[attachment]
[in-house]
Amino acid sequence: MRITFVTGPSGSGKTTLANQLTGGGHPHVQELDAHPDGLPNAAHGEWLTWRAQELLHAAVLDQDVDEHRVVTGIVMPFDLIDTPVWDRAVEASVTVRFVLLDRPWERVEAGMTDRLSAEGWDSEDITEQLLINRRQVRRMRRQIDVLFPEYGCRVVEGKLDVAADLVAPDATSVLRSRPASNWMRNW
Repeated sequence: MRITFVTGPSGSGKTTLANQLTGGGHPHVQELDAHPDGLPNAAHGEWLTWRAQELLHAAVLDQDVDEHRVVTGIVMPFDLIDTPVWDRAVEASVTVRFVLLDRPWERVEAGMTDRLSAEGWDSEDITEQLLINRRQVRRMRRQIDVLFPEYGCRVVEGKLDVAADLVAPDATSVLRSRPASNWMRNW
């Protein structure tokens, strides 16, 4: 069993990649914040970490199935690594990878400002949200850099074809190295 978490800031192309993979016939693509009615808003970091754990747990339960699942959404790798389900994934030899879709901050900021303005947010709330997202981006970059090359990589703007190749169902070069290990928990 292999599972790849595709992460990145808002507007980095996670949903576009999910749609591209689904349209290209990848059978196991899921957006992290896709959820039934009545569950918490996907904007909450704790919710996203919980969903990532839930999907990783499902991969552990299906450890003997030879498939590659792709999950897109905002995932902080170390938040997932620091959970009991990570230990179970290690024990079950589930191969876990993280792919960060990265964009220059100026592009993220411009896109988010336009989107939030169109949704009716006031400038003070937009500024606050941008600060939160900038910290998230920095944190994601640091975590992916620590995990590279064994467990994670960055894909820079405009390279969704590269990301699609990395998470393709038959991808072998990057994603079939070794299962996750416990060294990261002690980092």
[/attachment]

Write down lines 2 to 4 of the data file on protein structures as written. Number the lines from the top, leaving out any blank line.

Amino acid sequence: MRITFVTGPSGSGKTTLANQLTGGGHPHVQELDAHPDGLPNAAHGEWLTWRAQELLHAAVLDQDVDEHRVVTGIVMPFDLIDTPVWDRAVEASVTVRFVLLDRPWERVEAGMTDRLSAEGWDSEDITEQLLINRRQVRRMRRQIDVLFPEYGCRVVEGKLDVAADLVAPDATSVLRSRPASNWMRNW
Repeated sequence: MRITFVTGPSGSGKTTLANQLTGGGHPHVQELDAHPDGLPNAAHGEWLTWRAQELLHAAVLDQDVDEHRVVTGIVMPFDLIDTPVWDRAVEASVTVRFVLLDRPWERVEAGMTDRLSAEGWDSEDITEQLLINRRQVRRMRRQIDVLFPEYGCRVVEGKLDVAADLVAPDATSVLRSRPASNWMRNW
């Protein structure tokens, strides 16, 4: 069993990649914040970490199935690594990878400002949200850099074809190295 978490800031192309993979016939693509009615808003970091754990747990339960699942959404790798389900994934030899879709901050900021303005947010709330997202981006970059090359990589703007190749169902070069290990928990 292999599972790849595709992460990145808002507007980095996670949903576009999910749609591209689904349209290209990848059978196991899921957006992290896709959820039934009545569950918490996907904007909450704790919710996203919980969903990532839930999907990783499902991969552990299906450890003997030879498939590659792709999950897109905002995932902080170390938040997932620091959970009991990570230990179970290690024990079950589930191969876990993280792919960060990265964009220059100026592009993220411009896109988010336009989107939030169109949704009716006031400038003070937009500024606050941008600060939160900038910290998230920095944190994601640091975590992916620590995990590279064994467990994670960055894909820079405009390279969704590269990301699609990395998470393709038959991808072998990057994603079939070794299962996750416990060294990261002690980092």